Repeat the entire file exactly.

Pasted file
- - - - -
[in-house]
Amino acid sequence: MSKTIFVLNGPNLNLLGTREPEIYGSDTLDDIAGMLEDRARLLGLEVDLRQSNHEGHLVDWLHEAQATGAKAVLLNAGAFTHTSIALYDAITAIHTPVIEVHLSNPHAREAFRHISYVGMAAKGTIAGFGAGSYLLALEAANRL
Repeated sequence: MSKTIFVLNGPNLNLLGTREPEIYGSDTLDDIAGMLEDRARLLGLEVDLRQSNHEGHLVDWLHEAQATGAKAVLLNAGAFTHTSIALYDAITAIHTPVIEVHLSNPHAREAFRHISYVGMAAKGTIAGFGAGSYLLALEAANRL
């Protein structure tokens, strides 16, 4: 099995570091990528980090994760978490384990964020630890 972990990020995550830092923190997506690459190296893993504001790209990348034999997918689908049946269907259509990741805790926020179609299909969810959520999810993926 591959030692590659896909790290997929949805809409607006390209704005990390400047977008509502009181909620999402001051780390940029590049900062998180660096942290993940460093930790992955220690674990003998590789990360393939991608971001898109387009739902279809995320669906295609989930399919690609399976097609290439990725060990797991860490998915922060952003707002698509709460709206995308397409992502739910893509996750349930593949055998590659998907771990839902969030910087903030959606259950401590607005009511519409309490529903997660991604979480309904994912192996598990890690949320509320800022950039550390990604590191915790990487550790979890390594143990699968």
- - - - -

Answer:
[in-house]
Amino acid sequence: MSKTIFVLNGPNLNLLGTREPEIYGSDTLDDIAGMLEDRARLLGLEVDLRQSNHEGHLVDWLHEAQATGAKAVLLNAGAFTHTSIALYDAITAIHTPVIEVHLSNPHAREAFRHISYVGMAAKGTIAGFGAGSYLLALEAANRL
Repeated sequence: MSKTIFVLNGPNLNLLGTREPEIYGSDTLDDIAGMLEDRARLLGLEVDLRQSNHEGHLVDWLHEAQATGAKAVLLNAGAFTHTSIALYDAITAIHTPVIEVHLSNPHAREAFRHISYVGMAAKGTIAGFGAGSYLLALEAANRL
């Protein structure tokens, strides 16, 4: 099995570091990528980090994760978490384990964020630890 972990990020995550830092923190997506690459190296893993504001790209990348034999997918689908049946269907259509990741805790926020179609299909969810959520999810993926 591959030692590659896909790290997929949805809409607006390209704005990390400047977008509502009181909620999402001051780390940029590049900062998180660096942290993940460093930790992955220690674990003998590789990360393939991608971001898109387009739902279809995320669906295609989930399919690609399976097609290439990725060990797991860490998915922060952003707002698509709460709206995308397409992502739910893509996750349930593949055998590659998907771990839902969030910087903030959606259950401590607005009511519409309490529903997660991604979480309904994912192996598990890690949320509320800022950039550390990604590191915790990487550790979890390594143990699968």